March 23, 2023

Akash is a 58-year-old central government employee who wants to take premature retirement. He has been a diligent saver all his working life. He is confident of managing his retirement expenses well with the VRS payout, his other retiral benefits and the money he has invested. After retirement, he wants to travel abroad to be with his daughter. His only discomfort is an ongoing home loan that will run another five years. He wants to use some of the retirement benefits to pay off the loan and be free of debt. However, he has been receiving conflicting advice. Since the loan gives him a tax benefit on the interest paid, his friends say he should continue with it. Akash is confused and needs some clarity so that he can make his choice.

Akash, like most people, is uncomfortable with the idea of retiring without settling his outstanding loans. He does not want the liability of a monthly EMI in his retirement years. This is a decision that requires sound financial consideration. If his funds can be invested at a rate higher than the cost of the loan, it would make better sense to invest the funds rather than pay off the loan. But as a retired investor, he needs lower risk investments, which may not yield such high returns.

Akash has to consider the impact of the decision to pay off the loan on other aspects of his retired life. His retirement income will be lower and he may have to cut down on his frequent travel plans, if a portion of the funds are used to prepay the loan. But it helps him get rid of a monthly mandatory commitment of an EMI. It may be prudent to reduce the charges on retirement income, to enjoy higher flexibility.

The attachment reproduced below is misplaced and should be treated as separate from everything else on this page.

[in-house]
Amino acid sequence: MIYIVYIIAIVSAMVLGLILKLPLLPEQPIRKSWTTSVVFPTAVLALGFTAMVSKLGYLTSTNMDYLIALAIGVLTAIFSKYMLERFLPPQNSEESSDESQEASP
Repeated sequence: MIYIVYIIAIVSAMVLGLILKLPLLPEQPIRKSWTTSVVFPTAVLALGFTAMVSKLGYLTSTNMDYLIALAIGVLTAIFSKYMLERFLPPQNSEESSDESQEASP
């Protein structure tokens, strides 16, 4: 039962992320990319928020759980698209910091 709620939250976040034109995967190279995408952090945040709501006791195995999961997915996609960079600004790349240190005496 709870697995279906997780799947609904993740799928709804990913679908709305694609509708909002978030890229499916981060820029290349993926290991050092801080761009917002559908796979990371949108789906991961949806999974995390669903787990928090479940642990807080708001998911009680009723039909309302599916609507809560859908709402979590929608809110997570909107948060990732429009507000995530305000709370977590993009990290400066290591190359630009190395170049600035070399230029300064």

The tax benefit from the loan may also be limited. Since only five years of the loan remain, the monthly EMI will have a higher principal component than interest. The tax benefit on interest will therefore be limited. The applicable tax rate on his income will become lower after retirement, which also means that tax saving from interest may not be significant.

The argument in favour of keeping the loan is weak. If he has a corpus (after loan prepayment) large enough to handle his expenses over the next 25 years, Akash would be better off paying off his outstanding loan. He can then look forward to a stress-free retired life.

Content on this page is courtesy Centre for Investment Education and Learning (CIEL).
Contributions by Girija Gadre, Arti Bhargava and Labdhi Mehta.

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